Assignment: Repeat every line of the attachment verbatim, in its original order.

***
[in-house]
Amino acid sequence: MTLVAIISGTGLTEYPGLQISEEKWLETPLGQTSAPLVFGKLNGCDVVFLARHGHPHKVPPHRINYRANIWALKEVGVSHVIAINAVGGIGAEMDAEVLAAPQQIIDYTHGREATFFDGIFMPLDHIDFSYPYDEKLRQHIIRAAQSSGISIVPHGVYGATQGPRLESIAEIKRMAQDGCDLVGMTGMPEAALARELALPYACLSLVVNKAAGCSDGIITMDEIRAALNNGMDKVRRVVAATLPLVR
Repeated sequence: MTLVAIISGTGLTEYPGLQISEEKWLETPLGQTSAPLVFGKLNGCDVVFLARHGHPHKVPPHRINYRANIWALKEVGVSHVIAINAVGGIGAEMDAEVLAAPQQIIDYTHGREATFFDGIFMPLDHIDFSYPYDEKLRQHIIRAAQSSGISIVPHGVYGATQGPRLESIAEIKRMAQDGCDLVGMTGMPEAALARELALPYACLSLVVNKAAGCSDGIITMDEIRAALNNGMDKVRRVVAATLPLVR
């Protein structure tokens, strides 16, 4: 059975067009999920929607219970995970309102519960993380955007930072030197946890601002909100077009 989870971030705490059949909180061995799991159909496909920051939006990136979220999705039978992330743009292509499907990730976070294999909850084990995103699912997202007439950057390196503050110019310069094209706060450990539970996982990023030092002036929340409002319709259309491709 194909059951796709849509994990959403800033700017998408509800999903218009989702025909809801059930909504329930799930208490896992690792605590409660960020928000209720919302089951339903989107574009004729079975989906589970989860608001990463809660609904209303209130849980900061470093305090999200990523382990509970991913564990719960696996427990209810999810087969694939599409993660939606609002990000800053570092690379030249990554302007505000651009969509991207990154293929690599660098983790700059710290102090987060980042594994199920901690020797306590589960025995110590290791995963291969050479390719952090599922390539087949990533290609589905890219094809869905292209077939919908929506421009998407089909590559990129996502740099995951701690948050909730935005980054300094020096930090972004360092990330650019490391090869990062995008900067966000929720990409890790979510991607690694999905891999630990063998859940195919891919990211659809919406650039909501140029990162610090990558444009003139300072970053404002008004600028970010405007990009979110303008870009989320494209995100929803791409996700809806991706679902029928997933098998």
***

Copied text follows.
[in-house]
Amino acid sequence: MTLVAIISGTGLTEYPGLQISEEKWLETPLGQTSAPLVFGKLNGCDVVFLARHGHPHKVPPHRINYRANIWALKEVGVSHVIAINAVGGIGAEMDAEVLAAPQQIIDYTHGREATFFDGIFMPLDHIDFSYPYDEKLRQHIIRAAQSSGISIVPHGVYGATQGPRLESIAEIKRMAQDGCDLVGMTGMPEAALARELALPYACLSLVVNKAAGCSDGIITMDEIRAALNNGMDKVRRVVAATLPLVR
Repeated sequence: MTLVAIISGTGLTEYPGLQISEEKWLETPLGQTSAPLVFGKLNGCDVVFLARHGHPHKVPPHRINYRANIWALKEVGVSHVIAINAVGGIGAEMDAEVLAAPQQIIDYTHGREATFFDGIFMPLDHIDFSYPYDEKLRQHIIRAAQSSGISIVPHGVYGATQGPRLESIAEIKRMAQDGCDLVGMTGMPEAALARELALPYACLSLVVNKAAGCSDGIITMDEIRAALNNGMDKVRRVVAATLPLVR
């Protein structure tokens, strides 16, 4: 059975067009999920929607219970995970309102519960993380955007930072030197946890601002909100077009 989870971030705490059949909180061995799991159909496909920051939006990136979220999705039978992330743009292509499907990730976070294999909850084990995103699912997202007439950057390196503050110019310069094209706060450990539970996982990023030092002036929340409002319709259309491709 194909059951796709849509994990959403800033700017998408509800999903218009989702025909809801059930909504329930799930208490896992690792605590409660960020928000209720919302089951339903989107574009004729079975989906589970989860608001990463809660609904209303209130849980900061470093305090999200990523382990509970991913564990719960696996427990209810999810087969694939599409993660939606609002990000800053570092690379030249990554302007505000651009969509991207990154293929690599660098983790700059710290102090987060980042594994199920901690020797306590589960025995110590290791995963291969050479390719952090599922390539087949990533290609589905890219094809869905292209077939919908929506421009998407089909590559990129996502740099995951701690948050909730935005980054300094020096930090972004360092990330650019490391090869990062995008900067966000929720990409890790979510991607690694999905891999630990063998859940195919891919990211659809919406650039909501140029990162610090990558444009003139300072970053404002008004600028970010405007990009979110303008870009989320494209995100929803791409996700809806991706679902029928997933098998």